Please use this identifier to cite or link to this item: http://hdl.handle.net/2381/36382
Title: Partial restoration of protein synthesis rates by the small molecule ISRIB prevents neurodegeneration without pancreatic toxicity
Authors: Le Quesne, John Philip Chad
First Published: 5-Mar-2015
Publisher: Nature Publishing Group
Citation: Cell Death and Disease, 2015, 6, e1672
Abstract: Activation of the PERK branch of the unfolded protein response (UPR) in response to protein misfolding within the endoplasmic reticulum (ER) results in the transient repression of protein synthesis, mediated by the phosphorylation of the alpha subunit of eukaryotic initiation factor 2 (eIF2α). This is part of a wider integrated physiological response to maintain proteostasis in the face of ER stress, the dysregulation of which is increasingly associated with a wide range of diseases, particularly neurodegenerative disorders. In prion-diseased mice, persistently high levels of eIF2α cause sustained translational repression leading to catastrophic reduction of critical proteins, resulting in synaptic failure and neuronal loss. We previously showed that restoration of global protein synthesis using the PERK inhibitor GSK2606414 was profoundly neuroprotective, preventing clinical disease in prion-infected mice. However, this occured at the cost of toxicity to secretory tissue, where UPR activation is essential to healthy functioning. Here we show that pharmacological modulation of eIF2α-P-mediated translational inhibition can be achieved to produce neuroprotection without pancreatic toxicity. We found that treatment with the small molecule ISRIB, which restores translation downstream of eIF2α, conferred neuroprotection in prion-diseased mice without adverse effects on the pancreas. Critically, ISRIB treatment resulted in only partial restoration of global translation rates, as compared with the complete restoration of protein synthesis seen with GSK2606414. ISRIB likely provides sufficient rates of protein synthesis for neuronal survival, while allowing some residual protective UPR function in secretory tissue. Thus, fine-tuning the extent of UPR inhibition and subsequent translational de-repression uncouples neuroprotective effects from pancreatic toxicity. The data support the pursuit of this approach to develop new treatments for a range of neurodegenerative disorders that are currently incurable.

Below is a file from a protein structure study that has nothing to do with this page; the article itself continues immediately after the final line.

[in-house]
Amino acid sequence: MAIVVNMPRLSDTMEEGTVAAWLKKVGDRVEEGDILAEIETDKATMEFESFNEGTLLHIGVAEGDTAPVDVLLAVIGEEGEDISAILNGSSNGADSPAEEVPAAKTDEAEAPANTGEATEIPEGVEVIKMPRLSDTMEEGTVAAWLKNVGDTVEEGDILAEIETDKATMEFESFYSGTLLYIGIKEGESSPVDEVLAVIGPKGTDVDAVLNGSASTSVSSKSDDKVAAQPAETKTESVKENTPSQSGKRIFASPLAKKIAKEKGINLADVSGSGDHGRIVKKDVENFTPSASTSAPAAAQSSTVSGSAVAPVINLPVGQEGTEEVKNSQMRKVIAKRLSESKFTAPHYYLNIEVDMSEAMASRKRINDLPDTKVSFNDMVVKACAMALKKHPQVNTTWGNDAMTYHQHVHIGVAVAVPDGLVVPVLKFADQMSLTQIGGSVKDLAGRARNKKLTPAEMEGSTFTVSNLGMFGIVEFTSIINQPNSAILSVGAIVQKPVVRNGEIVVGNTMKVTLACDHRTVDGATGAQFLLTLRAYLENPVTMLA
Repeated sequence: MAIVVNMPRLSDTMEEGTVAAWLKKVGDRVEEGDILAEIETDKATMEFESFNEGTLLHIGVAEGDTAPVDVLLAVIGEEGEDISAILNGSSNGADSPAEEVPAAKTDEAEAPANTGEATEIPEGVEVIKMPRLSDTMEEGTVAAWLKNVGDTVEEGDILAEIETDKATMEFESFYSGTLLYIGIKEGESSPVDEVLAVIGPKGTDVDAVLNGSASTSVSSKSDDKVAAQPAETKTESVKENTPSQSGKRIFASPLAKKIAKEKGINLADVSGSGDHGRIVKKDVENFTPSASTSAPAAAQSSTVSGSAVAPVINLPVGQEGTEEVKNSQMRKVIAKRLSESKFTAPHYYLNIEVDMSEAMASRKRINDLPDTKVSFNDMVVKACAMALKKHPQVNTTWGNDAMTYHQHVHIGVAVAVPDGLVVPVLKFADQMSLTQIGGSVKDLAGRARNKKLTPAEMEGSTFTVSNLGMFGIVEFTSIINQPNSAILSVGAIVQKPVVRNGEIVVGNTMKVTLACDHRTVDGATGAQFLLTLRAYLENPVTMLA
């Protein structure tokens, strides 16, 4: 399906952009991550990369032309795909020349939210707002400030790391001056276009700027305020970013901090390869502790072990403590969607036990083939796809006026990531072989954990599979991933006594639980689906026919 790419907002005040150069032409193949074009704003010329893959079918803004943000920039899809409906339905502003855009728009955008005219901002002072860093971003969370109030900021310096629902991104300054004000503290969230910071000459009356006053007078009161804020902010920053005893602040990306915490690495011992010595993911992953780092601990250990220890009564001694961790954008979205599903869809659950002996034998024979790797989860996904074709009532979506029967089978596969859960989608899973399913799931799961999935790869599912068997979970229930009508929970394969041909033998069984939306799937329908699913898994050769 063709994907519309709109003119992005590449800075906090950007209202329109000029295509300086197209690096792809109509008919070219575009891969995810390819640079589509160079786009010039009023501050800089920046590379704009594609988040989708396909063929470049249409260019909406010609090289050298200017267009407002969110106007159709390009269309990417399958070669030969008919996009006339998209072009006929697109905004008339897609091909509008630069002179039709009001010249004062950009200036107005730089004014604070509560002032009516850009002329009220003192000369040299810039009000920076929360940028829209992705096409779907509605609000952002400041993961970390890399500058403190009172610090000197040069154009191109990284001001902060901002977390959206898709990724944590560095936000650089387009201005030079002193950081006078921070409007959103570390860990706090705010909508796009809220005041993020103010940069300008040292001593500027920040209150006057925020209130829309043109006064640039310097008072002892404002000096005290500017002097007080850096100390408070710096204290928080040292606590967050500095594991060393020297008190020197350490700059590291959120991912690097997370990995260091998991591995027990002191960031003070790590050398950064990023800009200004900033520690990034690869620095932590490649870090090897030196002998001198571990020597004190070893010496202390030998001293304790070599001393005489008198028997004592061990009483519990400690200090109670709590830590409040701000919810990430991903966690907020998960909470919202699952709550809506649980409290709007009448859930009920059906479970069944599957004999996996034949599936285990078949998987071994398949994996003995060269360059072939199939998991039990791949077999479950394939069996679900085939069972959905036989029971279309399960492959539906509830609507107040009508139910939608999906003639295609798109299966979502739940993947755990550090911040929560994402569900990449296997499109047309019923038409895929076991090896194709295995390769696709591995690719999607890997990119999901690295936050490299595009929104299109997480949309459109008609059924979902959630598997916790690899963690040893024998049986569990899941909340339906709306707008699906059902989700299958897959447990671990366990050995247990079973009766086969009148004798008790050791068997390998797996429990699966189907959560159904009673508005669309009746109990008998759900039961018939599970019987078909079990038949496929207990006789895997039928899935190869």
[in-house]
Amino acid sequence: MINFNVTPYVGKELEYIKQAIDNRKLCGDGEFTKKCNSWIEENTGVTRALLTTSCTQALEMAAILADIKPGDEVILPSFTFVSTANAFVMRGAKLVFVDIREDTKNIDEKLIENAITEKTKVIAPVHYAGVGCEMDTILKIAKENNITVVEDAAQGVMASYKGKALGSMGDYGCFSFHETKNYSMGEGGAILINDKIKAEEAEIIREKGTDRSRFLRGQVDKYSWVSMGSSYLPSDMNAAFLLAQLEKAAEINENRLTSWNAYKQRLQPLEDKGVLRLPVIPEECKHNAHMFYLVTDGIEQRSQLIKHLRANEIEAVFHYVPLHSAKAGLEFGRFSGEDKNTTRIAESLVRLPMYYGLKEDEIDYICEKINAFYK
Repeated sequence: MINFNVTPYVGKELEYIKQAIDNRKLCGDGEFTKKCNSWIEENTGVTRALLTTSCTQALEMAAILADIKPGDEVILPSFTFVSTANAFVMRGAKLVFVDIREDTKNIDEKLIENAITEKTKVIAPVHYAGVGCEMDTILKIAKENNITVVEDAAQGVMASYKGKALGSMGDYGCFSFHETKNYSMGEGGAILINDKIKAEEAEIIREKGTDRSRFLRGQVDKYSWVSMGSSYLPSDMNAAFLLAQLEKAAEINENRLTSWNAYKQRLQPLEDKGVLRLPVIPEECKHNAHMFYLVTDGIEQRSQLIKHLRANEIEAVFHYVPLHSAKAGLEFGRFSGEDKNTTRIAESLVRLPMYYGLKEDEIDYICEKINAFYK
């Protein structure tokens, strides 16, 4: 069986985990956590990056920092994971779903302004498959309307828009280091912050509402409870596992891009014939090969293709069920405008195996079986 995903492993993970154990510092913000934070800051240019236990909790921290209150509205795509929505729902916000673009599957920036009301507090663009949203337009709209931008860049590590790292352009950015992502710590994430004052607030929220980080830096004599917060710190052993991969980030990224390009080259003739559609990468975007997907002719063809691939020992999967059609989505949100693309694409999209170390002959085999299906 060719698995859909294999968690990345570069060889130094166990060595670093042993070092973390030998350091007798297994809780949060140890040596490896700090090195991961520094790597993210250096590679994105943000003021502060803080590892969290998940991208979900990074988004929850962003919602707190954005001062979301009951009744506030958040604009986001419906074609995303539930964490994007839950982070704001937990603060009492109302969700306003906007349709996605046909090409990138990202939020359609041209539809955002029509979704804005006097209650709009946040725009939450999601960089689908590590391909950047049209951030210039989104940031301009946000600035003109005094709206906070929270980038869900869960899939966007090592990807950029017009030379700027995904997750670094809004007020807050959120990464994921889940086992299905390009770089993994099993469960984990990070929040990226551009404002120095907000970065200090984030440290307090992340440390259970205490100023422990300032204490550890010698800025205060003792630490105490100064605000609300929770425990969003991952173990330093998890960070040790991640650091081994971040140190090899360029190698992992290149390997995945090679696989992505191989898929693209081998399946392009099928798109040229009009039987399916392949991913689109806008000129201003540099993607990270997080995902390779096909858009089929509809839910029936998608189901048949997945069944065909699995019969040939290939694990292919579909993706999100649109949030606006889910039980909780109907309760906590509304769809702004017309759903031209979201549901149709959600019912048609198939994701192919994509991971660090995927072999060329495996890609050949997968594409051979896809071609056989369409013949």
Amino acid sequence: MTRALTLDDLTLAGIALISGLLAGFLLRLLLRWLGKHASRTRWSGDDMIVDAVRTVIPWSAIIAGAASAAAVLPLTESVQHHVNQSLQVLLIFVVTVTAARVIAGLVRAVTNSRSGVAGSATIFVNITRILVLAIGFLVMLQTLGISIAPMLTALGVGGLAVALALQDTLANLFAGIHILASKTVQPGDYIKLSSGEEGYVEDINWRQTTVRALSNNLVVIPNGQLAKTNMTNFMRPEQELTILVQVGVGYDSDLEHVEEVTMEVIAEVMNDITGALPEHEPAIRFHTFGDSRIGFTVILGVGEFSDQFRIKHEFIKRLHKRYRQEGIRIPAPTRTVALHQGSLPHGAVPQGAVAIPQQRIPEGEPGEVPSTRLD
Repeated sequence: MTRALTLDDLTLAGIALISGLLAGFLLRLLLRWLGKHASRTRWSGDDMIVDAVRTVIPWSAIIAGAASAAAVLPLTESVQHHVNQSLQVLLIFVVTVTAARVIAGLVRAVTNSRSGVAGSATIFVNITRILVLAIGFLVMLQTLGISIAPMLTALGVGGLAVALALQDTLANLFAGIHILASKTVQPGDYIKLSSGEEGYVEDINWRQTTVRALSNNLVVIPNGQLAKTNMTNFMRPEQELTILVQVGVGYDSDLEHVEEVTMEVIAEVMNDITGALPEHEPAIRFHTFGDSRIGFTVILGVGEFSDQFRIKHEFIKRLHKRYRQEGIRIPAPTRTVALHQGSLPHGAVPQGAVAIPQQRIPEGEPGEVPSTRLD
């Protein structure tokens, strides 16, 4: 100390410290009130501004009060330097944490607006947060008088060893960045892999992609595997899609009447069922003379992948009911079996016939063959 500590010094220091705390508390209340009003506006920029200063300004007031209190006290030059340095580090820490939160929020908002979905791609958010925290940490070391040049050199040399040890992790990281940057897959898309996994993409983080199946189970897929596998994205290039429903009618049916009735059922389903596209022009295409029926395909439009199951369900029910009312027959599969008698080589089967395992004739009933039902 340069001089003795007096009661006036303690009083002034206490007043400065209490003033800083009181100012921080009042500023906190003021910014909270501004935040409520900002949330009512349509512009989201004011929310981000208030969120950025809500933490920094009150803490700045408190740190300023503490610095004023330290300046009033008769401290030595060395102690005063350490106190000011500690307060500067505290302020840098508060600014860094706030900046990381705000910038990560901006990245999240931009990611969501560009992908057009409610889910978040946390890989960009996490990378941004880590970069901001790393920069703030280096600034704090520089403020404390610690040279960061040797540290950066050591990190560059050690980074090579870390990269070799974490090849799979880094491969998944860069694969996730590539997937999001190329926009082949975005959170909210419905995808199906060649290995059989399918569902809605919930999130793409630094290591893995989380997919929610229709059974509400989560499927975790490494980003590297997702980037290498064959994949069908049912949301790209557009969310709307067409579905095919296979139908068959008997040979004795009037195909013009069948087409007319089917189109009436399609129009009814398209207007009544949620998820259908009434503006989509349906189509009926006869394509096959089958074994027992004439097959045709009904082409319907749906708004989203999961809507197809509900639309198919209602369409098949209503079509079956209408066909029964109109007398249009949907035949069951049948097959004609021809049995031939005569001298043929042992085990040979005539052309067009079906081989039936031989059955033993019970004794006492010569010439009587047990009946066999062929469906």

DOI Link: 10.1038/cddis.2015.49
ISSN: 2041-4889
Links: http://www.nature.com/cddis/journal/v6/n3/full/cddis201549a.html
http://hdl.handle.net/2381/36382
Version: Publisher Version
Status: Peer-reviewed
Type: Journal Article
Rights: Copyright © 2015, the authors. This work is licensed under a Creative Commons Attribution 4.0 International Licence. The images or other third party material in this article are included in the article’s Creative Commons licence, unless indicated otherwise in the credit line; if the material is not included under the Creative Commons licence, users will need to obtain permission from the licence holder to reproduce the material. To view a copy of this licence, visit http://creativecommons.org/licenses/by/4.0.
Appears in Collections:Published Articles, Dept. of Cancer Studies and Molecular Medicine

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